July 23, 2012
We come together at the 2012 International AIDS Conference with 20,000 colleagues, implementers, activists, ready to listen, and share our experiences of what works. As we gather for this week of meetings, we eagerly await news of scientific advances, global successes, and evidence of best practice and effective response. We also need to keep the fire that moves so many to respond to the HIV and AIDS pandemic burning. On this first day, we have not been disappointed.
After 30 years of responding, we can now look at ‘hyper-endemic’ countries such as Zambia and for the first time say that we have more people being treated than being diagnosed with new infections. And it is possible to say that adhering to treatment could possibly mean living a long life. But we have a new conviction and a new way of looking at treatment – treatment must be viewed as prevention.
Nowhere is this truer than in the case of ending parent to child transmission. The faster we can get a mother on treatment, the sooner we can reduce the risk of ransmission to her baby.
Some compelling facts:
- In 2011, 330,000 children were born with HIV; a decade ago that number was 600,000. Now to prevent mother to child transmission there is “Option B+” which provides full treatment during pregnancy and continues for life. We have an unprecedented opportunity with the new B+ therapy, which is simple and can be started in the antenatal clinic setting, and demonstrates that the best treatment is prevention.
- Under the Global Plan to end pediatric AIDS, a goal has been set for reducing transmission to , and treatment rates of 90% to keep mothers alive. However, as a number of our colleagues have illustrated, preventing mother to child transmission is a cascade of services….but the cascade can be imperfect. We may start off with good antenatal coverage but few receive the continued support they need. At each step ofintervention, we lose more women and their infants, and too few infants are tested soon enough.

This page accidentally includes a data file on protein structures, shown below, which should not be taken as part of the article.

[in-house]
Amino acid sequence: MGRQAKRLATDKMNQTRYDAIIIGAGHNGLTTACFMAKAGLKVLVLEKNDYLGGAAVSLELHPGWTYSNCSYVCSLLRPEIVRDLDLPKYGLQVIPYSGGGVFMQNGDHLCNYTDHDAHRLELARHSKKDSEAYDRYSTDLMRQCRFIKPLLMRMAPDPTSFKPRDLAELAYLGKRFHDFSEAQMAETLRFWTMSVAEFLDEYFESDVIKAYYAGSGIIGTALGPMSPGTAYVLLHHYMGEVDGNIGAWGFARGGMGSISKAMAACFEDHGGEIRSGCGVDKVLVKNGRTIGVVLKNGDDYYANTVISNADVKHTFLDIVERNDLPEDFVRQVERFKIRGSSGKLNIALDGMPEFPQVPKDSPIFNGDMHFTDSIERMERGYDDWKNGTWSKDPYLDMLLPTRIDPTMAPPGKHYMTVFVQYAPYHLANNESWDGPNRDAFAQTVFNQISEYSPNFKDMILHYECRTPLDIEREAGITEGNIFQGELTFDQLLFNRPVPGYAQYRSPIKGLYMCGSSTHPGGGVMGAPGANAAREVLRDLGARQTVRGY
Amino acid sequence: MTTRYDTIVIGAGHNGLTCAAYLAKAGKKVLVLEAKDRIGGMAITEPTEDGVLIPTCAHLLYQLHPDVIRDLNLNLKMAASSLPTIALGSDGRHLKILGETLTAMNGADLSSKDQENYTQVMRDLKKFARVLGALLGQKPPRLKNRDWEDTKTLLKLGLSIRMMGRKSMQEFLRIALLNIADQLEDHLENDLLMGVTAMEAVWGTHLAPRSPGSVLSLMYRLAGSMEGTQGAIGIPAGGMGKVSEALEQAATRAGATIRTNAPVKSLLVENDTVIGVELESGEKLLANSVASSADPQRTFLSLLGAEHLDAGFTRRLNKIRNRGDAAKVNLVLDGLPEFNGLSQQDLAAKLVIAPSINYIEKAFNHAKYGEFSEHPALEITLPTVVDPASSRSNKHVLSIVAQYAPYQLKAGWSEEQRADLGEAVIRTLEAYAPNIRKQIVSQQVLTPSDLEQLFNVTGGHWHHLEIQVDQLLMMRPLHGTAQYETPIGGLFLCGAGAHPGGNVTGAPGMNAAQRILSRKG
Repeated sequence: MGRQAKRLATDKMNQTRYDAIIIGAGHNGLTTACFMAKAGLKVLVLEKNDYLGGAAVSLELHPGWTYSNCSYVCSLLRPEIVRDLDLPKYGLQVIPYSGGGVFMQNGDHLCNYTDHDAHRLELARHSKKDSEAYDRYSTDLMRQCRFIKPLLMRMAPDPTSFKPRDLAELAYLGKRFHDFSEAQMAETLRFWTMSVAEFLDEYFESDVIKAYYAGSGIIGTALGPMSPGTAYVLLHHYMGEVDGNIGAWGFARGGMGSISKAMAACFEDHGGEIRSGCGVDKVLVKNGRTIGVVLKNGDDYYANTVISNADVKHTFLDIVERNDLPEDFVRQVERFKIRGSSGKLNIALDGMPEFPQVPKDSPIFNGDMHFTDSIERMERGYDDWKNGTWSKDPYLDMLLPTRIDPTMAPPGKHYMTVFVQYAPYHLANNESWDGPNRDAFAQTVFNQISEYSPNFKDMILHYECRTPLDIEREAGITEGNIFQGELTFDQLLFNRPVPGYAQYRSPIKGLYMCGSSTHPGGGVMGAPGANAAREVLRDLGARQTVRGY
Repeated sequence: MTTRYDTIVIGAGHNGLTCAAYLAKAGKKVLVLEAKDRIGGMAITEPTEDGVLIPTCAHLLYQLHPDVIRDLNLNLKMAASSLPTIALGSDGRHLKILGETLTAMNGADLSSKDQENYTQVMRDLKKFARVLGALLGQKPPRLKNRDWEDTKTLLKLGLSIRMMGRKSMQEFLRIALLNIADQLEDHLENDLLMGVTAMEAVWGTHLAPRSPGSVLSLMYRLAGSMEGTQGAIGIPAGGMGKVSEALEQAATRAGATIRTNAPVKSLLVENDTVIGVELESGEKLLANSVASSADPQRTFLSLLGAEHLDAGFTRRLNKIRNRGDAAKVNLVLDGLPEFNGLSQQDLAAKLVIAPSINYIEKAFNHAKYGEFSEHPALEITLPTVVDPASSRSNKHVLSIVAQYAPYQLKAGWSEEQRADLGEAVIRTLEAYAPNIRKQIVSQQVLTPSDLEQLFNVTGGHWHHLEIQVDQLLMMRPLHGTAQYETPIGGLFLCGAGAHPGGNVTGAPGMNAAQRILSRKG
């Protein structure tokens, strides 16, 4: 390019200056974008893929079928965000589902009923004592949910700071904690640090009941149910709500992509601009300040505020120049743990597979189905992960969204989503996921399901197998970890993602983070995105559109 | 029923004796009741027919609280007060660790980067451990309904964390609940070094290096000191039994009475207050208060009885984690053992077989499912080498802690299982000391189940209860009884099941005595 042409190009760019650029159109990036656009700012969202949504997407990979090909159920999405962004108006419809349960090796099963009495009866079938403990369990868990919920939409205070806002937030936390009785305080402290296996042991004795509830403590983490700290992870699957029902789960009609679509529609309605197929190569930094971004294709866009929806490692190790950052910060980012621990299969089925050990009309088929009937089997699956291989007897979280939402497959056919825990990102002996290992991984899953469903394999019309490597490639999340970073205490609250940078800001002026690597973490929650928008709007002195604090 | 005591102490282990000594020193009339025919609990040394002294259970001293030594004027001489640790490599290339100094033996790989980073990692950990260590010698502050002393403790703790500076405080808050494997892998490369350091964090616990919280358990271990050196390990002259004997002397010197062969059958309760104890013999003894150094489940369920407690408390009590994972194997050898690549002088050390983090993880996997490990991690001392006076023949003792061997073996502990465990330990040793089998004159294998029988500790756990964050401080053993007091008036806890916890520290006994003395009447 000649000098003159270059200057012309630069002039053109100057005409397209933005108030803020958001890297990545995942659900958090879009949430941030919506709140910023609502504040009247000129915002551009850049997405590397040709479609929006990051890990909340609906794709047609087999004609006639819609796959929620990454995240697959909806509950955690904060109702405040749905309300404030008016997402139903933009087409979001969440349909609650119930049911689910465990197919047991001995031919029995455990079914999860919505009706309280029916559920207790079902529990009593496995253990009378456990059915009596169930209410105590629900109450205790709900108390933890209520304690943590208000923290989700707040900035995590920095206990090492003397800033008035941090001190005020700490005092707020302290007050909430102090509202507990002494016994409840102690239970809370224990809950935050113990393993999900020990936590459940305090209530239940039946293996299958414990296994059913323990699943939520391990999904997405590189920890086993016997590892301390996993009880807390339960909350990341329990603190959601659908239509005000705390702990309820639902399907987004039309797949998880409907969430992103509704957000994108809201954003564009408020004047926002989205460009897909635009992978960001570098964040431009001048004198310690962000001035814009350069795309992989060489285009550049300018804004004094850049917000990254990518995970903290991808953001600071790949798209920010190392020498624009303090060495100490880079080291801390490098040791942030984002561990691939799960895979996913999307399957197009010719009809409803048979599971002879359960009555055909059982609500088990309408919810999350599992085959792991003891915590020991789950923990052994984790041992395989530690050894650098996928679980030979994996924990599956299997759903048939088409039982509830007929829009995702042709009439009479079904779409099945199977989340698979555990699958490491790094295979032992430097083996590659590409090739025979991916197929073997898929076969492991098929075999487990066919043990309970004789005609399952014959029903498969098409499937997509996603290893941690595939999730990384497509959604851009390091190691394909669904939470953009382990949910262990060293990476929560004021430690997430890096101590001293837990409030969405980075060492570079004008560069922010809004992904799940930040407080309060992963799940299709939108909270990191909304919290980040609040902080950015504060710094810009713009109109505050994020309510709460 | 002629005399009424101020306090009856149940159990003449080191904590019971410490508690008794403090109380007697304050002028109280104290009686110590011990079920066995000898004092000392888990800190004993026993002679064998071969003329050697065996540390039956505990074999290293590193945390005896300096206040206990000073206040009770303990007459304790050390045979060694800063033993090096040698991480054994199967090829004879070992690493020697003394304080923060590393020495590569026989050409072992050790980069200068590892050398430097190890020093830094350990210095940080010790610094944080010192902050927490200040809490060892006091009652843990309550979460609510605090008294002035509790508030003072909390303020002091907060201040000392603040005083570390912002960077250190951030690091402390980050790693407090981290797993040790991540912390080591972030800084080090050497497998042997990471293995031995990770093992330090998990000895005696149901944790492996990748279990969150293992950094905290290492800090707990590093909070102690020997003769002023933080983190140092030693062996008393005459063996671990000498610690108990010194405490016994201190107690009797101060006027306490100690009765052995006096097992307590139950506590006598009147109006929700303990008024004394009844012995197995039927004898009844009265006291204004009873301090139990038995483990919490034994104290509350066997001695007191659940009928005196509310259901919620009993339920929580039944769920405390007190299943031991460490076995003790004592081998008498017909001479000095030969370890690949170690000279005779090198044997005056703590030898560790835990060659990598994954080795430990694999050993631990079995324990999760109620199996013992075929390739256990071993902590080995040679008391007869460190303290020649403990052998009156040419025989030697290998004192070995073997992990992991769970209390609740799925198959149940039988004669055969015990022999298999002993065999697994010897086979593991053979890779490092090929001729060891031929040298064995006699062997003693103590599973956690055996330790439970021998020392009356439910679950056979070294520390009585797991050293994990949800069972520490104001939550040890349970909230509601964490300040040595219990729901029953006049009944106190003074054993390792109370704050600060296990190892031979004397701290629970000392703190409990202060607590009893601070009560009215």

There is another missing piece that requires our attention. The majority of youth who are living with HIV do not yet know their HIV status. There has been a lot said about adolescent sexual and reproductive health, and the need to take into account the needs of younger people, who are so often excluded from adult programs including preventing mother to child transmission. We met a young Ugandan woman living with HIV; she gets her Anti RetroviralTreatment and other HIV related services from a clinic for people over 15. She said that since the clinic has opened, people her age feel much more comfortable accessing services. She also expressed her frustration that there is little
representation of the voices of young people living with HIV.
Which is why sharing our exhibition space with our young colleagues from YouthLead is so special. These inspiring individuals will be able to share their experiences living with HIV, their strategies for
addressing the stigma and helping others as peer educators.
More to come tomorrow…